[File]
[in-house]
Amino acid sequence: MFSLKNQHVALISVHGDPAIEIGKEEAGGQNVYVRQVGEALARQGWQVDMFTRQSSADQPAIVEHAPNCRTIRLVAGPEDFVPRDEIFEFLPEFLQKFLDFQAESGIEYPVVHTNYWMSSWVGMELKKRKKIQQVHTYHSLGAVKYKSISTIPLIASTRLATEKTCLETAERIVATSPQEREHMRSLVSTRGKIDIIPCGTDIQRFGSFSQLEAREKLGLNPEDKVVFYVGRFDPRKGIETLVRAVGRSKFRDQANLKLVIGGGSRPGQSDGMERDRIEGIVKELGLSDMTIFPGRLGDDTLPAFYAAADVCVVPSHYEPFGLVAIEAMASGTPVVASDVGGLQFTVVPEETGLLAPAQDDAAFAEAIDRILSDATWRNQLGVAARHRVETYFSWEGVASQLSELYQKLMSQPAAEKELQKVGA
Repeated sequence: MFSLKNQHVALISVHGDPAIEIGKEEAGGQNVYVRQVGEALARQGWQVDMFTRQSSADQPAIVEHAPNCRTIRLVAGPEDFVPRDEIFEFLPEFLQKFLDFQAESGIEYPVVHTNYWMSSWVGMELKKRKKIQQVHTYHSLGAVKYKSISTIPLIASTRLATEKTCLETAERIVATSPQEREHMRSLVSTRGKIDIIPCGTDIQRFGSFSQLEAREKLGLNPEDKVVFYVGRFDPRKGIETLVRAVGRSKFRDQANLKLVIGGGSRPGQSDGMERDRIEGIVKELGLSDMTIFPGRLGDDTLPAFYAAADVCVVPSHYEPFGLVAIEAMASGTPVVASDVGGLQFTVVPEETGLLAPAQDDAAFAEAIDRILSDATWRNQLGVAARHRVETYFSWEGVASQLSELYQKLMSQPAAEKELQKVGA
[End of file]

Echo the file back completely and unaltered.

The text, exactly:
[in-house]
Amino acid sequence: MFSLKNQHVALISVHGDPAIEIGKEEAGGQNVYVRQVGEALARQGWQVDMFTRQSSADQPAIVEHAPNCRTIRLVAGPEDFVPRDEIFEFLPEFLQKFLDFQAESGIEYPVVHTNYWMSSWVGMELKKRKKIQQVHTYHSLGAVKYKSISTIPLIASTRLATEKTCLETAERIVATSPQEREHMRSLVSTRGKIDIIPCGTDIQRFGSFSQLEAREKLGLNPEDKVVFYVGRFDPRKGIETLVRAVGRSKFRDQANLKLVIGGGSRPGQSDGMERDRIEGIVKELGLSDMTIFPGRLGDDTLPAFYAAADVCVVPSHYEPFGLVAIEAMASGTPVVASDVGGLQFTVVPEETGLLAPAQDDAAFAEAIDRILSDATWRNQLGVAARHRVETYFSWEGVASQLSELYQKLMSQPAAEKELQKVGA
Repeated sequence: MFSLKNQHVALISVHGDPAIEIGKEEAGGQNVYVRQVGEALARQGWQVDMFTRQSSADQPAIVEHAPNCRTIRLVAGPEDFVPRDEIFEFLPEFLQKFLDFQAESGIEYPVVHTNYWMSSWVGMELKKRKKIQQVHTYHSLGAVKYKSISTIPLIASTRLATEKTCLETAERIVATSPQEREHMRSLVSTRGKIDIIPCGTDIQRFGSFSQLEAREKLGLNPEDKVVFYVGRFDPRKGIETLVRAVGRSKFRDQANLKLVIGGGSRPGQSDGMERDRIEGIVKELGLSDMTIFPGRLGDDTLPAFYAAADVCVVPSHYEPFGLVAIEAMASGTPVVASDVGGLQFTVVPEETGLLAPAQDDAAFAEAIDRILSDATWRNQLGVAARHRVETYFSWEGVASQLSELYQKLMSQPAAEKELQKVGA